news 2014


Life Sciences

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Life Sciences - 24.12.2014
Ants show left bias when exploring new spaces
24 December 2014 Unlike Derek Zoolander, ants don't have any difficulty turning left. New research from the University of Bristol, published today in Biology Letters, has found that the majority of rock ants instinctively go left when entering unknown spaces. PhD student Edmund Hunt and colleagues studied how Temnothorax albipennis ants explore nest cavities and negotiate through branching mazes.

Life Sciences - 23.12.2014
Cholesterol in food causes inflammation in gut lining
Cholesterol in food causes inflammation in gut lining
Scientists have discovered a possible way in which high fat diets might lead to inflammation in the gut. Working with mice and zebrafish, researchers at Imperial College London discovered that cholesterol, a component of fatty foods, triggers an inflammatory response in the cells lining the gut and impairs the movement of food through the gut.

Health - Life Sciences - 23.12.2014
First results from Ebola vaccine trial show acceptable safety profile
o GSK/NIH Ebola vaccine is 'well tolerated' and generates an immune response o Larger trials in West Africa are needed to tell whether immune responses are large enough to protect against Ebola infection and disease o Results from Oxford University and other safety trials will inform plans for larger trials The first results from a trial of a candidate Ebola vaccine at Oxford University suggest the vaccine has an acceptable safety profile at the doses tested, and is able to generate an immune response.

Life Sciences - Health - 23.12.2014
Using light to understand the brain
Using light to understand the brain
UCL researchers have developed an innovative way to understand how the brain works by using flashes of light, allowing them to both 'read' and 'write' brain signals. The new technique, described , combines two cutting-edge technologies for reading and writing electrical activity in the brain. First, genetically encoded activity sensors enable neuroscientists to engineer nerve cells to visibly light up when they are active.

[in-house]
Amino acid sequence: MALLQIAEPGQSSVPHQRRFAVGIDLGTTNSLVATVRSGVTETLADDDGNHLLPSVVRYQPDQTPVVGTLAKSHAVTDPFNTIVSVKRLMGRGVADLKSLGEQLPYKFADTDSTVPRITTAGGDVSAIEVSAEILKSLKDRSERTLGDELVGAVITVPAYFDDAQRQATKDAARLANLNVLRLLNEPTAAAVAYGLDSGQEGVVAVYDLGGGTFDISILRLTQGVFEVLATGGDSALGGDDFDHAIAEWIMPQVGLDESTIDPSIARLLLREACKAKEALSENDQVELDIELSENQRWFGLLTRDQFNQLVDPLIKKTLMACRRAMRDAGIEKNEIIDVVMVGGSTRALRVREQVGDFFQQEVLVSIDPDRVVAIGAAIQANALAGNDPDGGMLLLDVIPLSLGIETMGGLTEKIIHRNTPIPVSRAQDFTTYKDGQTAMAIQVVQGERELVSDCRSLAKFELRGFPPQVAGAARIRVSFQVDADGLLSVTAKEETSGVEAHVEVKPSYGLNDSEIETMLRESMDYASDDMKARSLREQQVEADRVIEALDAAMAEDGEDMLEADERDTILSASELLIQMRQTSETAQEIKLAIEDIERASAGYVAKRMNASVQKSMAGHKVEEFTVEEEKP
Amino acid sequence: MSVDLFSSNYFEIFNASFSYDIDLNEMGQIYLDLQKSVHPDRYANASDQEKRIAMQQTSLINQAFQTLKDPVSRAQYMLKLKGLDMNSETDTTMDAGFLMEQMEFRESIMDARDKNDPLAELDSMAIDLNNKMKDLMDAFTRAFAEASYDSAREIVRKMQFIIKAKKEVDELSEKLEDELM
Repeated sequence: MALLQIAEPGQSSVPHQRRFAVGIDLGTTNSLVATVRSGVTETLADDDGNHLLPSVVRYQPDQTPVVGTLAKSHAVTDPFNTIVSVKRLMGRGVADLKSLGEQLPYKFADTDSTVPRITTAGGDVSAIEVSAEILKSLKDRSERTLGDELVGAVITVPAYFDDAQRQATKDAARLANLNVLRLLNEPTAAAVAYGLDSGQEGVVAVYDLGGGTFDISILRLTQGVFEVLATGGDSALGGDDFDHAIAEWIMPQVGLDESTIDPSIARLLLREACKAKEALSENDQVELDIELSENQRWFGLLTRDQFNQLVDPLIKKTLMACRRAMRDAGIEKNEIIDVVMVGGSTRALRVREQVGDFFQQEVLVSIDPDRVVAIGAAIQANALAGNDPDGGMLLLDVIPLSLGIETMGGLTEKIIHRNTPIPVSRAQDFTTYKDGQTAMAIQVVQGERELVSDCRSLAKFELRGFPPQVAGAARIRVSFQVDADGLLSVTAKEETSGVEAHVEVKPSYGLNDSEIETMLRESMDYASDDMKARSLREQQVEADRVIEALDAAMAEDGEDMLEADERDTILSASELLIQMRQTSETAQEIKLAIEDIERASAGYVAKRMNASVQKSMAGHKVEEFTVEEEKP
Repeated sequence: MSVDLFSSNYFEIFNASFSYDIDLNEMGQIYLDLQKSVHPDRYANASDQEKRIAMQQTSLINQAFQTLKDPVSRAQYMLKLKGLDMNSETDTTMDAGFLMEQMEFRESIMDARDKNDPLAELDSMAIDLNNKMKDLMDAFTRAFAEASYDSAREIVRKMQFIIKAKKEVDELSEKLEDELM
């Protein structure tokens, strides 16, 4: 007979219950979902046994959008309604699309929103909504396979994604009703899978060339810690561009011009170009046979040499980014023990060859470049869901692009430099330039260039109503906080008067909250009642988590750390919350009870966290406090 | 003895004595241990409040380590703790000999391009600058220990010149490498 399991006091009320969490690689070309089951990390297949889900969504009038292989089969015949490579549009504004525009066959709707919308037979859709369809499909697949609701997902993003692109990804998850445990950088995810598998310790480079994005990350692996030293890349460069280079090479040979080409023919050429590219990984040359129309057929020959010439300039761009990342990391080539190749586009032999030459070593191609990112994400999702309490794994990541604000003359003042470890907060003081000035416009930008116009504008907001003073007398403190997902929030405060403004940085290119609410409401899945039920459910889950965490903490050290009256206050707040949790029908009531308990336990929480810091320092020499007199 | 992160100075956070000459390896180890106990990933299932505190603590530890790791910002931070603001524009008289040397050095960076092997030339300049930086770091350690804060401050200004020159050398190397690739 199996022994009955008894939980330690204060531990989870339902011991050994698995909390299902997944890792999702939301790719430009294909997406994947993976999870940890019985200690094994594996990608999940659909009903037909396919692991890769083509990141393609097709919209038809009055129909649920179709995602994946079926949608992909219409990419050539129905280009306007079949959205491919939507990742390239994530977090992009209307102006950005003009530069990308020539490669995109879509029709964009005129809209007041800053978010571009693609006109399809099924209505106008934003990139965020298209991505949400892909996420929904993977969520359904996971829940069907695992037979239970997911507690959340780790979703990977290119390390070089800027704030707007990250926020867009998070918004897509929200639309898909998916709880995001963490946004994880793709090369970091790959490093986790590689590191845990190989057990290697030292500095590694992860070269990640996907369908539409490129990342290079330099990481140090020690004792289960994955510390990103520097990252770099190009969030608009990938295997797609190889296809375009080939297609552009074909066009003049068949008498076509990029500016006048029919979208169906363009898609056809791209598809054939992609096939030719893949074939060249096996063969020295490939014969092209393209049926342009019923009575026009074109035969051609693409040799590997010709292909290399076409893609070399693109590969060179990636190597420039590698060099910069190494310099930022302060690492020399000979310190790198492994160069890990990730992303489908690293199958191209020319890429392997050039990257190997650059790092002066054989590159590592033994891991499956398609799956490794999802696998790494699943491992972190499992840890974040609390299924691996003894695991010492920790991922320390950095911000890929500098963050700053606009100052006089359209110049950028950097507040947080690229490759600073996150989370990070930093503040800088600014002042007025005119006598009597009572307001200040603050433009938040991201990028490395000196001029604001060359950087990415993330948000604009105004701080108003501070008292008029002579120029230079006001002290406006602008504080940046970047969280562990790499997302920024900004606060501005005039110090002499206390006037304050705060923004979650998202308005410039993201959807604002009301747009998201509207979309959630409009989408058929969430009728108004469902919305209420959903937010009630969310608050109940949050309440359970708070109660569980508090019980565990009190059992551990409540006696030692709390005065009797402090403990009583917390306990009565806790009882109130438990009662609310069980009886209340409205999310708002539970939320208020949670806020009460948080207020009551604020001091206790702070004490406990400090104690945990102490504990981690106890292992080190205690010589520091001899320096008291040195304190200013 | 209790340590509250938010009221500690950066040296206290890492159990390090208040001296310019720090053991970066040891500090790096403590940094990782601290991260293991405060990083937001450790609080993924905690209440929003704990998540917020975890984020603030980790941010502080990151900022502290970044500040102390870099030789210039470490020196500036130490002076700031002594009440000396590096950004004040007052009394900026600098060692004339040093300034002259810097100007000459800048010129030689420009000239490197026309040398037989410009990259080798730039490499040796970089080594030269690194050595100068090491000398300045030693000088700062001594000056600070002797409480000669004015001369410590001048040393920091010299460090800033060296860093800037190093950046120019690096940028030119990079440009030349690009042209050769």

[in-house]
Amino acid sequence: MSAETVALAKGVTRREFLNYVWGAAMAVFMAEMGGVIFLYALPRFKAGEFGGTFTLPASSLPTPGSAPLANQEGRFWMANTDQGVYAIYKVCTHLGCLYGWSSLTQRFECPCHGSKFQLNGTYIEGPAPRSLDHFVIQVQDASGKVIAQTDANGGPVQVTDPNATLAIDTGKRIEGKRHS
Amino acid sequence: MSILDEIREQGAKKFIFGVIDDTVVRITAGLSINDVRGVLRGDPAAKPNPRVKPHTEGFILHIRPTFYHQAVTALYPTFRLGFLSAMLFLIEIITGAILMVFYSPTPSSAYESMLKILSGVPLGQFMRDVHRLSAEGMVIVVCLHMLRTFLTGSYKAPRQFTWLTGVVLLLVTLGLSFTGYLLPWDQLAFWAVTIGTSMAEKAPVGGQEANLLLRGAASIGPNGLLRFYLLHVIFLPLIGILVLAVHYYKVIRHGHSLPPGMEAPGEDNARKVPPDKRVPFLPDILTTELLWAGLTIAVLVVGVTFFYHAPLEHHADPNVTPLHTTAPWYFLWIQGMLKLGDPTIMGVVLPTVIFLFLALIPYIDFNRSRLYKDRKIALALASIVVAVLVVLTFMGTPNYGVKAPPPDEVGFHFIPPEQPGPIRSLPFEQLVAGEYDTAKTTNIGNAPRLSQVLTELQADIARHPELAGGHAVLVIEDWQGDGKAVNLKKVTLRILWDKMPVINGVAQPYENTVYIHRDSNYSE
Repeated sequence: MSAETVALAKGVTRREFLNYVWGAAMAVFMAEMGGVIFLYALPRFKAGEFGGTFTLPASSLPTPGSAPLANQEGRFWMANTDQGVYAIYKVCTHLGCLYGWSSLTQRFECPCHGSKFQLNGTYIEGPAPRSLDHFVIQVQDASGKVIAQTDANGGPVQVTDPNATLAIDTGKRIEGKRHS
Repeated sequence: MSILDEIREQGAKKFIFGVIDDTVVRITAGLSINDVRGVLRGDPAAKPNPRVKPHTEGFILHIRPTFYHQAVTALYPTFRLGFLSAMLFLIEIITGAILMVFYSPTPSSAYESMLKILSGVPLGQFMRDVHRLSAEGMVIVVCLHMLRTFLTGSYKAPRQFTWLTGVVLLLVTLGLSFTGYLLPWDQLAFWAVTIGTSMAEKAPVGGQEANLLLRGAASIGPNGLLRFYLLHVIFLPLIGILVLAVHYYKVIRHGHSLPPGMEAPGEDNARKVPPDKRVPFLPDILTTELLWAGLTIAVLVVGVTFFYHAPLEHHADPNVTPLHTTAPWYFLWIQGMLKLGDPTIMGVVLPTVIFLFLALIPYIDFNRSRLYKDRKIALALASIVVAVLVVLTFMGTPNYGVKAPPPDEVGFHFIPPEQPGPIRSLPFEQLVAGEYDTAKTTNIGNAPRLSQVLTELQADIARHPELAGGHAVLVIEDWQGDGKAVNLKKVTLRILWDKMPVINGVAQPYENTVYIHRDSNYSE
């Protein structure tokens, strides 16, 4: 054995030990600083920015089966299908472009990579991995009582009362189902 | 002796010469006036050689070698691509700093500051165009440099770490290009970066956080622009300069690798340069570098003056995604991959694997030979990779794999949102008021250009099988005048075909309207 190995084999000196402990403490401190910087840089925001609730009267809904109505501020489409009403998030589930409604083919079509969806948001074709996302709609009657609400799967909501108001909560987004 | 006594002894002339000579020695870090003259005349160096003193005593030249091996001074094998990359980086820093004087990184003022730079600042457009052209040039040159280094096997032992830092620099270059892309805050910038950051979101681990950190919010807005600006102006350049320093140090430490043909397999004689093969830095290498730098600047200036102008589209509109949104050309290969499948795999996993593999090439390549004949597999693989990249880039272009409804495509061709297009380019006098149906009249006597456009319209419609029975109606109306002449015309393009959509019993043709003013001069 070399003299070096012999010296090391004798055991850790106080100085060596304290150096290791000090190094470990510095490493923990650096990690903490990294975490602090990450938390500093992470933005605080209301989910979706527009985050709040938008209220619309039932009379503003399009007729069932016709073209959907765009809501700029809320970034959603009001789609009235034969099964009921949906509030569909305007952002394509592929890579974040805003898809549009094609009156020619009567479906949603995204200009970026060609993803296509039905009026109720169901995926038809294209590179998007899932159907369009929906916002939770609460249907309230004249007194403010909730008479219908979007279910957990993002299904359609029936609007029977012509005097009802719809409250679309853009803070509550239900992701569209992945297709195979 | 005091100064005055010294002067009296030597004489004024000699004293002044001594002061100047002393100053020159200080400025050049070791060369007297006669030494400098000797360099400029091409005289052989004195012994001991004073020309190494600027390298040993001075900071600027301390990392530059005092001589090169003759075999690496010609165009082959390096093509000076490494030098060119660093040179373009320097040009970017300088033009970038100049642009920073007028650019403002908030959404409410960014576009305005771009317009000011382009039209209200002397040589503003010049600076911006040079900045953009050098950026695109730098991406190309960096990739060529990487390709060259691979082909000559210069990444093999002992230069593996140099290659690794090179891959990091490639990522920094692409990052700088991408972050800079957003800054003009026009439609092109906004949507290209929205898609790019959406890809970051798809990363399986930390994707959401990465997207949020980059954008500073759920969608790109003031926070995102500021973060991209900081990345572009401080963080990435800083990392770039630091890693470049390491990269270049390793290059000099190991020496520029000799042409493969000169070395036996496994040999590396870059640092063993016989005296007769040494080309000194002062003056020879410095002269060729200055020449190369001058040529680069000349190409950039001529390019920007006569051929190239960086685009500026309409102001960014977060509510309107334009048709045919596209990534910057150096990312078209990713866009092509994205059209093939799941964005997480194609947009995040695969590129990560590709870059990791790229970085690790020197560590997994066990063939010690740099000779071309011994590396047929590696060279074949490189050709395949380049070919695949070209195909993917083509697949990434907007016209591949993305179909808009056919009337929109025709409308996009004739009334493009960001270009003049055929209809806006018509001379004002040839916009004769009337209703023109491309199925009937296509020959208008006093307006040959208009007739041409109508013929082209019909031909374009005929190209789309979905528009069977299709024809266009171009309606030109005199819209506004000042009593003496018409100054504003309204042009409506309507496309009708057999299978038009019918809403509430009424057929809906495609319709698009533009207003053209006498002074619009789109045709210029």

Health - Life Sciences - 23.12.2014
Armed virus shows promise as treatment for pancreatic cancer
A new combination of two different approaches - virotherapy and immunotherapy - is showing "great promise" as a treatment for pancreatic cancer, according to new research from QMUL. The study, funded by the UK charity Pancreatic Cancer Research Fund, investigated whether the effectiveness of the Vaccinia oncolytic virus - a virus modified to selectively infect and kill cancer cells - as a treatment for pancreatic cancer, would be improved by arming it with a gene which modulates the body's immune system.

Health - Life Sciences - 22.12.2014
Researchers sweep cells apart for use in medical research
Scientists have developed a new method to separate cells, which could lead to more efficient medical research. In a new paper published in the Royal Society of Chemistry's journal Lab on A Chip, University of Glasgow researchers outline how they have used moving acoustic waves to very gently separate clinically useful cells from cellular debris.

Life Sciences - Health - 19.12.2014
Some E. coli bacteria hijack key proteins to survive longer
Some E. coli bacteria hijack key proteins to survive longer
A new study shows how two strains of the intestinal bug E. coli manage to hijack host proteins used to control the body's immune system. The research shows how E. coli bacteria can block key human enzymes, in a way that has not previously been shown in any other biological context. The enzymes, known as kinases, are molecular switches that control processes such as immune responses to infection and cancers in humans.